What if we were to offer smallish bits of training to make skill enhancements, updates, reviews, and following up a little easier? I’m working with some folks to do just that, and they’re calling it “flash training.”
Here All Summer: Gone in a Flash
What is flash training?
It’s a small unit of instruction, created quickly, delivered in a flash. Imagine 5 minutes during a morning huddle, 10 minutes as part of a staff meeting, or a quick online update that’s more like training and less like a transfer of information.
Why consider flash training?
There are always reasons to learn something new. If it’s not too complex, can happen quickly, but still requires some structure, flash training might be the answer. Some considerations:
- There’s a small (but important) thing for people to learn.
- We need it in a hurry because of a misunderstanding, errors, or changes (in procedure, direction, or regulations). We might also use it, on a regular basis, for reinforcement, in areas where details matter and can be accidentally overlooked.
- It’s not the kind of thing that takes forever to learn: it’s something to add on to (or reinforce) what people already know.
- And, a quick, informational email or job aid won’t be sufficient.
We’re including these essential ingredients for learning:
- A rationale (Why do we care?)
- A learning objective (at least a goal or other specified outcome)
- An explanation and/or demonstration about what to do and how
- Some kind of documentation to help with memory after the flash training (a handout or online support)
- An opportunity for learners to engage in doing the new thing, even if only in a mental tryout
- Feedback based on performance-based questions or actual performance of the new task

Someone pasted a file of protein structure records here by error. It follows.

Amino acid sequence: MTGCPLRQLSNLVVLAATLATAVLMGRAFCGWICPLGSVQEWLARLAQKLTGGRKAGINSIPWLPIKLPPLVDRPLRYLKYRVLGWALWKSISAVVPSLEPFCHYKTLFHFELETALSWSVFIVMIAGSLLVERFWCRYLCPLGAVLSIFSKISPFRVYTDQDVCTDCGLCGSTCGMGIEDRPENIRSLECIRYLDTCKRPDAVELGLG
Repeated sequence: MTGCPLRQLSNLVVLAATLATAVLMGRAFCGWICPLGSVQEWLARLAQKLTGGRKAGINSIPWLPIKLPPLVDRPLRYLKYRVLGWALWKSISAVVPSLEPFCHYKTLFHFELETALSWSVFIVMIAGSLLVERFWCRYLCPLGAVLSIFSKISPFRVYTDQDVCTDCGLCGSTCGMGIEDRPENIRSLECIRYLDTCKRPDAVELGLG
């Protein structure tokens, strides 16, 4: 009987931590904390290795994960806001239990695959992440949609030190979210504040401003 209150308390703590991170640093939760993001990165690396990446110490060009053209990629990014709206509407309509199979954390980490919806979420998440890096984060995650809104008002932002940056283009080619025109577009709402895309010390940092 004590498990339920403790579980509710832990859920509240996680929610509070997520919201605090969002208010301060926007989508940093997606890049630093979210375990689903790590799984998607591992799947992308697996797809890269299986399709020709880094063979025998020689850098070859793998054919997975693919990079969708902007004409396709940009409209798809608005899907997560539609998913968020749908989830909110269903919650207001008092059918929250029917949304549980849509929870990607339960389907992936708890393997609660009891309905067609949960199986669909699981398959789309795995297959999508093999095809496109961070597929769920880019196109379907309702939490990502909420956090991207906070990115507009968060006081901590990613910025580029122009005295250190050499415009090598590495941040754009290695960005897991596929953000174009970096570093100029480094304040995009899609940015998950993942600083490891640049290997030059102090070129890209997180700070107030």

Who is involved?
Even though creating flash training should be quick and easy, it still takes a few people to play important roles. It’s possible for one person to play more than one role.
- Someone from the business (a sponsor), who asks for assistance and approves the time for training
- A training director or manager, to provide the right level of support and resources, making sure that the project fits with the overall learning strategy and other offerings
- An instructional designer, to design in the active ingredients so the flash training will work and to supervise preparations for delivery (whether that’s support for trainers or a review of online solutions)
- An SME to assist with content and possibly delivery
- Trainers (if delivered live), who might be SMEs or supervisors, depending on what makes sense for quick implementation
- Someone to herd cats (manage the project)—often, but not always, the instructional designer
As you can see, with flash training we provide an opportunity to add something important to what people already know. Developed and delivered quickly, it depends on just the right teamwork and orchestration to pull it off. Working together, the team you assemble can quickly provide assistance to people who need just a small amount of knowledge and skill to make things work better.
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